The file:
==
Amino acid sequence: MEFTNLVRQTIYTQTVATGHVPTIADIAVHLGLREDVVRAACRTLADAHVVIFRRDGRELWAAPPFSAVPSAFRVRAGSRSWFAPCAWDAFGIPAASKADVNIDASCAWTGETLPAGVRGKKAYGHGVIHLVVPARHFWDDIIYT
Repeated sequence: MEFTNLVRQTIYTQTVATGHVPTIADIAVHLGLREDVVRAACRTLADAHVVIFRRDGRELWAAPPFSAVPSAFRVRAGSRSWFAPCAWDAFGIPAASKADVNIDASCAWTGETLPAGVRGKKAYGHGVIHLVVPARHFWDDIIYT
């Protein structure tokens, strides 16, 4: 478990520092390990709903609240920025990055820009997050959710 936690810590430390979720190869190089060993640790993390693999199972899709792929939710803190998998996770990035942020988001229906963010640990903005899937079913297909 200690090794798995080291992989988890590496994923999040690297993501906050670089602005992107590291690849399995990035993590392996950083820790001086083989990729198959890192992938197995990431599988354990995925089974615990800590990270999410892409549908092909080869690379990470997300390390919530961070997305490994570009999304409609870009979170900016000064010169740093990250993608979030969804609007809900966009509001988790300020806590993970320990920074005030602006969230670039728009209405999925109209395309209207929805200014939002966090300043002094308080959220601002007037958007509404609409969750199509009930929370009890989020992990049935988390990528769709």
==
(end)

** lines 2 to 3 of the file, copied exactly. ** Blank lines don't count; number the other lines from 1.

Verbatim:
Repeated sequence: MEFTNLVRQTIYTQTVATGHVPTIADIAVHLGLREDVVRAACRTLADAHVVIFRRDGRELWAAPPFSAVPSAFRVRAGSRSWFAPCAWDAFGIPAASKADVNIDASCAWTGETLPAGVRGKKAYGHGVIHLVVPARHFWDDIIYT
């Protein structure tokens, strides 16, 4: 478990520092390990709903609240920025990055820009997050959710 936690810590430390979720190869190089060993640790993390693999199972899709792929939710803190998998996770990035942020988001229906963010640990903005899937079913297909 200690090794798995080291992989988890590496994923999040690297993501906050670089602005992107590291690849399995990035993590392996950083820790001086083989990729198959890192992938197995990431599988354990995925089974615990800590990270999410892409549908092909080869690379990470997300390390919530961070997305490994570009999304409609870009979170900016000064010169740093990250993608979030969804609007809900966009509001988790300020806590993970320990920074005030602006969230670039728009209405999925109209395309209207929805200014939002966090300043002094308080959220601002007037958007509404609409969750199509009930929370009890989020992990049935988390990528769709």